Monkeypox Alert: Confirmed Cases in Canada and UK: Expert Says India Should be Careful as Tourist Season Begins | Wockhardt Hospitals

Monkeypox Alert: Confirmed Cases in Canada and UK: Expert Says India Should be Careful as Tourist Season Begins

Share on linkedin
Share on whatsapp
Share on facebook
Share on telegram
Share on twitter
Monkeypox, New Disease, Dangerous Over The World.

Infectious disease experts in India say there have been no reported or suspected cases of monkeypox yet but with tourist season opening up, there is a high chance that the infection may ‘travel” to the subcontinent.

Canada confirmed its first two cases in Quebec while 30 more are suspected to be also infected with the virus. This is adding to the growing number of cases in Europe and North America.

Spain and Portugal have detected over 40 suspected cases of monkeypox, a viral infection rarely seen in Europe. Should India be worried?

Dr. Behram Pardiwalla, Head of Medicine, Wockhardt Hospital, Mumbai told News9 that so far we have not seen any cases in the country. “However, the country has to be on alert since people have started traveling. Usually, the viral infection spreads through human contact and the person has to be exposed to the infected person for a prolonged period before he can get infected. It is thought that the reservoir is in the rodents (mice, rats). It is also thought that the incidence of the infection is more in gays,” Dr. Pardiwalla said.

He also said that the chances of the infection coming to India can be mitigated if the people are careful while traveling. “They must stay away from those who have skin rashes. Monkeypox is not an infection that can be hidden. There are pustules (bulging patches of skin that’s full of a yellowish fluid) all over the skin,” Dr. Pardiwalla explained.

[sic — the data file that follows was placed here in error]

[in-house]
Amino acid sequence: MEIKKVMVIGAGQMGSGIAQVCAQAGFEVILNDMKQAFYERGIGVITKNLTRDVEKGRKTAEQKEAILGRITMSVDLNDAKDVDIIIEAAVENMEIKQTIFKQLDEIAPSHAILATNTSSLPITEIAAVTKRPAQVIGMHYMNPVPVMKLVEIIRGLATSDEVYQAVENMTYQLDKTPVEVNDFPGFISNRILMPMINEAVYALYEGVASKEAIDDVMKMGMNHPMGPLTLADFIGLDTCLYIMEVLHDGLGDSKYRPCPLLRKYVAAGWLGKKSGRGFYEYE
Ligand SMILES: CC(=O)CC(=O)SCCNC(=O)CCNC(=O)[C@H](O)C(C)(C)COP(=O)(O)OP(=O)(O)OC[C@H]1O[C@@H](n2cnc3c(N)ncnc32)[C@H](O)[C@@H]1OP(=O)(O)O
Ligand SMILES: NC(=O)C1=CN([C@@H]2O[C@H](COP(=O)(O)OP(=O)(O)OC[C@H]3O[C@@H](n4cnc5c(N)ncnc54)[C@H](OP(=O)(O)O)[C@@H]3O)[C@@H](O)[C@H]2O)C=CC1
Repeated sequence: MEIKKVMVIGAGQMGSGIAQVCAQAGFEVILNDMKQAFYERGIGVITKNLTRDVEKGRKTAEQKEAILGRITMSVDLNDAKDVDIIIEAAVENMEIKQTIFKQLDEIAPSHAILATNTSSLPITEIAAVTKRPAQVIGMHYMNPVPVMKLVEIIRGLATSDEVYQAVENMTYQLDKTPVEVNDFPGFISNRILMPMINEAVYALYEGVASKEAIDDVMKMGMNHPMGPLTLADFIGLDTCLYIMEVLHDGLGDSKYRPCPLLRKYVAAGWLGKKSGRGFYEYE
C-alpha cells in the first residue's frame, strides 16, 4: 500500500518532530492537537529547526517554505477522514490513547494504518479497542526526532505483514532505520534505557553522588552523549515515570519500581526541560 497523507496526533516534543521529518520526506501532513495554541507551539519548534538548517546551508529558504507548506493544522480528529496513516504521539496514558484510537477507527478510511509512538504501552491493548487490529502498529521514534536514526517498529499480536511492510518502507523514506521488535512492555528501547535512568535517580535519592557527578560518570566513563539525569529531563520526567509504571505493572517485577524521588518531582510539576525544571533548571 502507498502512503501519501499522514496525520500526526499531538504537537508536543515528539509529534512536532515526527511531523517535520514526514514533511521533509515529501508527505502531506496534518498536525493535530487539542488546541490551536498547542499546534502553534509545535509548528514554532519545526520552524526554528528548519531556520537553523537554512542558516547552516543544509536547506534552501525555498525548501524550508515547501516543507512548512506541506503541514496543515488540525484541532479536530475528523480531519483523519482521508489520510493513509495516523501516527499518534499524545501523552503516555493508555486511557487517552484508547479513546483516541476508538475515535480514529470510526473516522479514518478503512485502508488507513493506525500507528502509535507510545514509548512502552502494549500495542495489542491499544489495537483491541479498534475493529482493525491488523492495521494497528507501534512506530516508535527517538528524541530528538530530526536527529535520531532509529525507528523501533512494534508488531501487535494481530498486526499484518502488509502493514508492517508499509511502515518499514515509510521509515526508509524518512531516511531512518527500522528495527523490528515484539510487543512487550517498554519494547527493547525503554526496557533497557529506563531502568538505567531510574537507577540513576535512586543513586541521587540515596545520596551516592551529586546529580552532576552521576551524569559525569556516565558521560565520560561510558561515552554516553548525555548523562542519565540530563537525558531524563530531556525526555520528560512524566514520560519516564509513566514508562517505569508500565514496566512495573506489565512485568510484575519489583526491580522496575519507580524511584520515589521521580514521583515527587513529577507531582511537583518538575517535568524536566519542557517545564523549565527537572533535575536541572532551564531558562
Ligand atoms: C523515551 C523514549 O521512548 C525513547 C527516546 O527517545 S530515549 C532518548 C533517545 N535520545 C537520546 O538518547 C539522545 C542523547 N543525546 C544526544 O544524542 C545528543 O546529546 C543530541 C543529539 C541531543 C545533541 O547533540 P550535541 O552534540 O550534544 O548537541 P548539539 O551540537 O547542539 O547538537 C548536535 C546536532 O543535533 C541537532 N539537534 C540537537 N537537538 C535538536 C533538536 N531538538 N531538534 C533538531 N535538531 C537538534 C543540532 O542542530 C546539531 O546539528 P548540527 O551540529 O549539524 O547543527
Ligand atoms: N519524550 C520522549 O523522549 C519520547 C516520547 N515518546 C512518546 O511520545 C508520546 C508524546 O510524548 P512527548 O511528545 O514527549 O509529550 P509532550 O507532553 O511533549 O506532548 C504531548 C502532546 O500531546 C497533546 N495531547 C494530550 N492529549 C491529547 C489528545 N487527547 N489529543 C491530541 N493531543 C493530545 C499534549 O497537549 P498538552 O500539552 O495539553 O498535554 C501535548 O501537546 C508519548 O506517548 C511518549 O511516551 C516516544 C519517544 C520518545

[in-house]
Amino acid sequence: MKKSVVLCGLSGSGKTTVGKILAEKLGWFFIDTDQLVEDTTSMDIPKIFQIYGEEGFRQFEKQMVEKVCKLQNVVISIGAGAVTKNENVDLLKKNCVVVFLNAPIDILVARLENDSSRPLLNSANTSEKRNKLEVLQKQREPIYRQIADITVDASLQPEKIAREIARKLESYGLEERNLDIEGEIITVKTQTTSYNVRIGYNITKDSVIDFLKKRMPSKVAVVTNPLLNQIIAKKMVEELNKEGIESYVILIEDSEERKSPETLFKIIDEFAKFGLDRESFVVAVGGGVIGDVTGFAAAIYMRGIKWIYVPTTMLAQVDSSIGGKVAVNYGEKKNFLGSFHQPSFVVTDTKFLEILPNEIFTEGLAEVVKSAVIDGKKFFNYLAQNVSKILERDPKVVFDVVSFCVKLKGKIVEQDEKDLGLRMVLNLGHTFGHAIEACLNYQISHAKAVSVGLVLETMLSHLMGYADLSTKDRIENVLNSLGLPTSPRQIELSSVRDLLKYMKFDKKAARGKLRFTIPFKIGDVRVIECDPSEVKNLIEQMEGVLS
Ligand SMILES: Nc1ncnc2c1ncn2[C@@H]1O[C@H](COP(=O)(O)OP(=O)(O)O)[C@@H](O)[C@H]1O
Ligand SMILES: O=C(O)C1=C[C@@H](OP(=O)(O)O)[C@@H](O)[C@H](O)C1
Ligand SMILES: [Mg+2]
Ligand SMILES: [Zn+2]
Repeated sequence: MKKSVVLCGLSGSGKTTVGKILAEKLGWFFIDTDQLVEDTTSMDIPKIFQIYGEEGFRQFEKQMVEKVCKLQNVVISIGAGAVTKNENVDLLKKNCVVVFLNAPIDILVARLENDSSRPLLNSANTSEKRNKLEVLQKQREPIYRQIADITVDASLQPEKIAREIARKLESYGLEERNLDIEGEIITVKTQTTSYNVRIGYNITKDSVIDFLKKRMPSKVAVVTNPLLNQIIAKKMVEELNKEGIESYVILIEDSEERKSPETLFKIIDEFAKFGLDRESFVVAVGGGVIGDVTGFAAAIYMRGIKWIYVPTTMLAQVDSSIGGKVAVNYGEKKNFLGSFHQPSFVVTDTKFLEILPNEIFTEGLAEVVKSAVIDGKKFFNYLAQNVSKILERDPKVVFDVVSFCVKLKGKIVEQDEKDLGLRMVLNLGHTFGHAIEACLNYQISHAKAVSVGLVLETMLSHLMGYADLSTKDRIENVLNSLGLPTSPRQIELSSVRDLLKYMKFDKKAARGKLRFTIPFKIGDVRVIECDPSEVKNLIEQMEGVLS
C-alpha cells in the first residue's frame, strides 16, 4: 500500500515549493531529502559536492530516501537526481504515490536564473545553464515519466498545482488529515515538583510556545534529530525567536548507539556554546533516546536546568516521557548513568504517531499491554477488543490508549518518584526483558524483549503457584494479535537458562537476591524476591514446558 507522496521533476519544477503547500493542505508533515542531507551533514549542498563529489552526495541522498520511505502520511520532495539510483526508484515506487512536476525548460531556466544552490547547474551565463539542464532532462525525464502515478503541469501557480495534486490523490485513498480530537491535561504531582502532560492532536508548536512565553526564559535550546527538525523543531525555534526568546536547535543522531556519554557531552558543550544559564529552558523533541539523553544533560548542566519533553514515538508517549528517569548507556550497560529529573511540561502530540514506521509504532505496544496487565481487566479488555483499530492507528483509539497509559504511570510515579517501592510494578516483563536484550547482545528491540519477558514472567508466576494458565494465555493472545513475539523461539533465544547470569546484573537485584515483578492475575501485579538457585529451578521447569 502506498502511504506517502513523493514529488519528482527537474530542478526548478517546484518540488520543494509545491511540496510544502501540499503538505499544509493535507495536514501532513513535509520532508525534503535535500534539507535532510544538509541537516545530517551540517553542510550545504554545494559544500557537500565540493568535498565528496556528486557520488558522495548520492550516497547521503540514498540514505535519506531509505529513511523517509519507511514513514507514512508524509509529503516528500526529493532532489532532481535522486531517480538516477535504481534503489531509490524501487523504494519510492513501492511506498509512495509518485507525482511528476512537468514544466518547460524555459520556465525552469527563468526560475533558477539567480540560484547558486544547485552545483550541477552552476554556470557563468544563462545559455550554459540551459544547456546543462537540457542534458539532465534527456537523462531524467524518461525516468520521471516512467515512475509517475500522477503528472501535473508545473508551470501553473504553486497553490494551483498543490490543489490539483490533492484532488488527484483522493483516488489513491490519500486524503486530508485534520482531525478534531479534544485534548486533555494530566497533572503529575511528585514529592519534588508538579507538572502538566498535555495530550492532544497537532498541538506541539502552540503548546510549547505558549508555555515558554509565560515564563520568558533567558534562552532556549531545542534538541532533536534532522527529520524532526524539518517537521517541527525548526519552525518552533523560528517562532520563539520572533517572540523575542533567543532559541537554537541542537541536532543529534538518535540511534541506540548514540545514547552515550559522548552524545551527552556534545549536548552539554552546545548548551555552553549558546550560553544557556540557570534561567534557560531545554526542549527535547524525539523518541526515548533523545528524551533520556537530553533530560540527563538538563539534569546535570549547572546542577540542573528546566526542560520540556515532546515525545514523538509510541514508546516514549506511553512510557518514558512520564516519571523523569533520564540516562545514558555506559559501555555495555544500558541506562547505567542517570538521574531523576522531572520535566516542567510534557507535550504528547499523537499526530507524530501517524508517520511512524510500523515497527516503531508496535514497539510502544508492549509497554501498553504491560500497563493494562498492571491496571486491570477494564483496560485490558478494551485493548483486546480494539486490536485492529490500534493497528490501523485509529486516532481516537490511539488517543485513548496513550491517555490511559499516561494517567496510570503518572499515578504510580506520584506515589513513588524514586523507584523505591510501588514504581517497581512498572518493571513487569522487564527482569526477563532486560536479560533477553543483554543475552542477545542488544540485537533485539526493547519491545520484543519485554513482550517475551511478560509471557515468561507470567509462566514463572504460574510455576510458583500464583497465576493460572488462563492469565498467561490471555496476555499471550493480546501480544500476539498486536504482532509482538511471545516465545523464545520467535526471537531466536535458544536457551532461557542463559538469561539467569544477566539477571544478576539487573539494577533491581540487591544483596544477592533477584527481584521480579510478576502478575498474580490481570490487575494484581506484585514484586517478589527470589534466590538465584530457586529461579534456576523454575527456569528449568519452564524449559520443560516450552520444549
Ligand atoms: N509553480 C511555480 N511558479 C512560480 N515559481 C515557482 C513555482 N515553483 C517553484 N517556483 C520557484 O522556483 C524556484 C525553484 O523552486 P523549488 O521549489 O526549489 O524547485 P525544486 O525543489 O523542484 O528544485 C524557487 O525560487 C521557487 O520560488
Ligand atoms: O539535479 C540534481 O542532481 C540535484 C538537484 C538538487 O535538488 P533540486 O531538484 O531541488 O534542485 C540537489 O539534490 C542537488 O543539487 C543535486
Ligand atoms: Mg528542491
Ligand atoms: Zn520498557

He said that the person can get monkeypox only after the infected person develops pustules. “One has to be in very close contact – less than two feet of distance – for the person to get the infection. Otherwise, it is not possible to get this infection,” Dr. Pardiwalla said.

What is the Transmission Rate?

This is a communicable disease in humans. While only limited human-to-human spread has been reported thus far, it was estimated that the transmission rate was 3.3 percent to 30 percent. But in the recent outbreak in the Democratic Republic of Congo, the transmission rate was estimated at 73 percent. The World Health Organization reported a total of 75 cases and two deaths due to monkeypox in the Democratic Republic of the Congo in the last week of February. During the first two months of 2022, 704 cases have been reported with 37 deaths.

What is Monkeypox?

It is a rare usually mild infection, typically caught from infected wild animals in parts of Africa. According to the NHS website, the disease is a relative of smallpox, causing a rash that often begins on the face. It was first recorded in the Democratic Republic of Congo in the 1970s. The number of cases in West Africa has increased in the last decade.

WHO Tracing the Virus

During a conference, World Health Organization’s Maria Van Kerkhove said, “We are working very closely with our regional office and other agencies to evaluate each of these cases, the source of the infection, and forward contract tracing so that there is no further human-to-human transmission.” “Several studies are underway to understand the extent of the circulation of monkeypox. We are ensuring that testing is happening along with the isolation of people who are suspected of having monkeypox,” she added.

Dr. Behram Pardiwalla
Head of Medicine
Wockhardt Hospital, Mumbai Central

To book an appointment call: 022-61784444


Talk with our expert


    Second Opinion